GHs produced by fungi for wheat straw degradation

Among the carbohydrate active enzymes (CAZY), the GHs (EC 3.2.1.) are the most widespread group and their classification is currently based on sequence similarities. GHs hydrolyze the glycosidic bonds between two or more carbohydrates or between a carbohydrate and a non-carbohydrate moiety. Their accurate identification is sometimes difficult since many families of GHs do not have functional annotations and contain multiple enzymes. The secretomes from I. lacteus, P. chrysosporium and P. ostreatus growing on wheat straw contained enzymes classified into 11, 24 and 30 different GH families, respectively (Table 4). The GHs secreted by I. lacteus in SmF cultures cluster into 10 different families. Proteins from some groups, such as GH3, GH5, and GH35 were represented in all of the conditions tested in the present study, regardless of the fungal species or the type of culture. These include a variety of enzymes involved in cellulose and hemicellulose degradation. In contrast, hydrolases from families GH6, GH7, GH10, and GH74 were detected exclusively in SSF cultures. Only these four GH families contain CBHs, suggesting that this type of exocellulases is really induced by lignocellulose.

Table 4. Diversity of GH families returned by JGI and Uniprot databases from the secretomes analyzed

Many other families of GHs containing starch-degrading enzymes (GH13, GH15, GH31) and pectinases (GH2, GH28) were found in P. ostreatus, and several families were only represented in this species. Some of them are GH16, GH55, GH72, GH76, GH78, and GH105, which are mostly implied in fungal metabolism, as for example α-mannosidases [36], and GH4, GH51, GH79, and GH115, which include enzymes such as α-arabinofuranosidases and α-glucuronidases implicated in the complete hydrolysis of hemicellulose [23]. Similarly, proteins from some GH families were represented in P. chrysosporium (11, 17, 18, 25, 30, 71), but did not appear in the two other species. Enzymes from the family GH30 are involved in the complete hydrolysis of cellulose and xylan by β-glucosidases and β-xylosidases, what implies the extensive sugar consumption during biopretreatment (Table 1).

The GH families detected only in I. lacteus were GH74 in SSF and GH125 in SmF cultures. Proteins from family GH74 have been reported to enhance the performance of complex cell-wall digesting cocktails [37]. The only protein in family GH125 is an exo-α-1,6-mannosidase, an enzyme barely described to date [38]. The number of GH families represented in SmF and SSF I. lacteus cultures was similar, although they were quite different from a qualitative point of view. It is worth to emphasize that proteins from family GH30 were detected only in SmF cultures.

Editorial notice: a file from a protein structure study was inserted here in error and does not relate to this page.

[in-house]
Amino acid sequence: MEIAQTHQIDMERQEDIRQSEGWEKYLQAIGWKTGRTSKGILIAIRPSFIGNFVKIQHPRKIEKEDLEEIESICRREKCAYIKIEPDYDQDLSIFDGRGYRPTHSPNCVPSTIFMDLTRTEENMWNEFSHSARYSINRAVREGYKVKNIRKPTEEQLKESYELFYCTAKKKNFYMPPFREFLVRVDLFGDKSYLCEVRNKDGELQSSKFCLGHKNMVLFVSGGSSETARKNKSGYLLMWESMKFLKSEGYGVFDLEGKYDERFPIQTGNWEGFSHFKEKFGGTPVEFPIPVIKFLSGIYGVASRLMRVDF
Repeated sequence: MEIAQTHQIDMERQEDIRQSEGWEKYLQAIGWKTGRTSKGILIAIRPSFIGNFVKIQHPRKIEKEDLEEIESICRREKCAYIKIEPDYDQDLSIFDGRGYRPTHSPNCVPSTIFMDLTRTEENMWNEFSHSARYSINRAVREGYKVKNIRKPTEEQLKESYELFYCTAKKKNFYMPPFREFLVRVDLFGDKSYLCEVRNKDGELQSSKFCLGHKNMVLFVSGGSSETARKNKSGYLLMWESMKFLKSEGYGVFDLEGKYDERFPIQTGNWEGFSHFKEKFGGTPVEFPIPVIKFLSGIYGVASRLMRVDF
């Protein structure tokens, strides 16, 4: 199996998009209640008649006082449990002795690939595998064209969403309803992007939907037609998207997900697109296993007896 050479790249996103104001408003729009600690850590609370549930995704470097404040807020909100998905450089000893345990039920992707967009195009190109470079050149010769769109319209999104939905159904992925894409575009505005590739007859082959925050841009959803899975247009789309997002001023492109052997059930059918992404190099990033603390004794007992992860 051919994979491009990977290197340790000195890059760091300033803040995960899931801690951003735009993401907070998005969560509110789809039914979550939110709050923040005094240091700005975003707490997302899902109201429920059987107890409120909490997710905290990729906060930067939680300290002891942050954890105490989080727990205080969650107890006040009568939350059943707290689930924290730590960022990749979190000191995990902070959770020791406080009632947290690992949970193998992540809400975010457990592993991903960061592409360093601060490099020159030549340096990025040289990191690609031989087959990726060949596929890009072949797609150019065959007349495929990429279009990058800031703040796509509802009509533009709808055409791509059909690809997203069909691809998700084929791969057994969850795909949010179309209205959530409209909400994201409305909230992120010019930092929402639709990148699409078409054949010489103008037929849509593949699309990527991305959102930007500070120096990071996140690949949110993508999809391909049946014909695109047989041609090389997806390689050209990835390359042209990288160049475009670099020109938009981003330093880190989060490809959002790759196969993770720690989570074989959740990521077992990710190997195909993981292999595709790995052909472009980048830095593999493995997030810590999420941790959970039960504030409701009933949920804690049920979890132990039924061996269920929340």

The detection of the called “enigmatic” family GH61 in P. chrysosporium and I. lacteus should also be pointed out, since proteins from this group have been implicated in the initial steps of lignocelluloses breakdown by white-rot fungi, disrupting the cellulose structure and enhancing its digestibility by cellulases in lignocelluloses [39].

Why I. lacteus is so efficient pretreating wheat straw for 2G-ethanol production?

Based on the results presented here, we propose that I. lacteus degrades cellulose using a large machinery of exocellulases and endoglucanases. Simultaneously, hemicellulose and pectins are mainly being broken down via endo-1,4-β-xylanase and acetyl xylan esterase, and rhamnogalacturonan hydrolase, respectively. Due to the specific hydrolytic action of these enzymes, large polysaccharide fragments are mostly released. Our results also suggest that the enzymatic action of lignin-degrader oxidoreductases such as MnP and DyP, and proteases such as polyporopepsin, enhance wheat straw deconstruction by facilitating the action of the carbohydrate-degrading enzymes. This enzyme profile yielded easily hydrolysable products with high sugar content. The key of that sugar enrichment is that the extracellular enzymatic pool is deficient in those proteins that catalyze the complete hydrolysis of cellulose and hemicelluloses to their monomeric units, hampering extensive sugar consumption for fungal growth. As an example, β-glucosidases, β-xylosidases, and α-glucuronidases, or proteins included in their GHs families (such as GH1, GH3, GH4, GH30, GH43, GH51, and GH115) were not detected in the secretome of I. lacteus from SSF cultures, or were detected as minor proteins. The positive effect on glucose yields of adding Mn2+ to the cultures could be explained from two findings: the release of several isoforms of cellulase showed some degree of inhibition, which probably caused a decrease in cellulose degradation and consumption, and the induction of MnP that presumably produced an enhancement in cellulose accessibility during the enzymatic hydrolysis.

Conclusions

The current work describes for the first time the composition of the secretome of I. lacteus growing on wheat straw. The protein pattern secreted during SSF fungal growth justifies the fitness of this species for biopretreatment processes in 2G-ethanol production and provides insight into these biological processes. The secretome of I. lacteus can be of interest to be used for pretreatment of lignocellulosic material or enzymatic hydrolysis improvement through the preparation of optimized enzyme–cocktails. Due to the potential of I. lacteus in these processes, this fungus may warrant consideration in future genome projects.

Methods

Fungal strains and culture media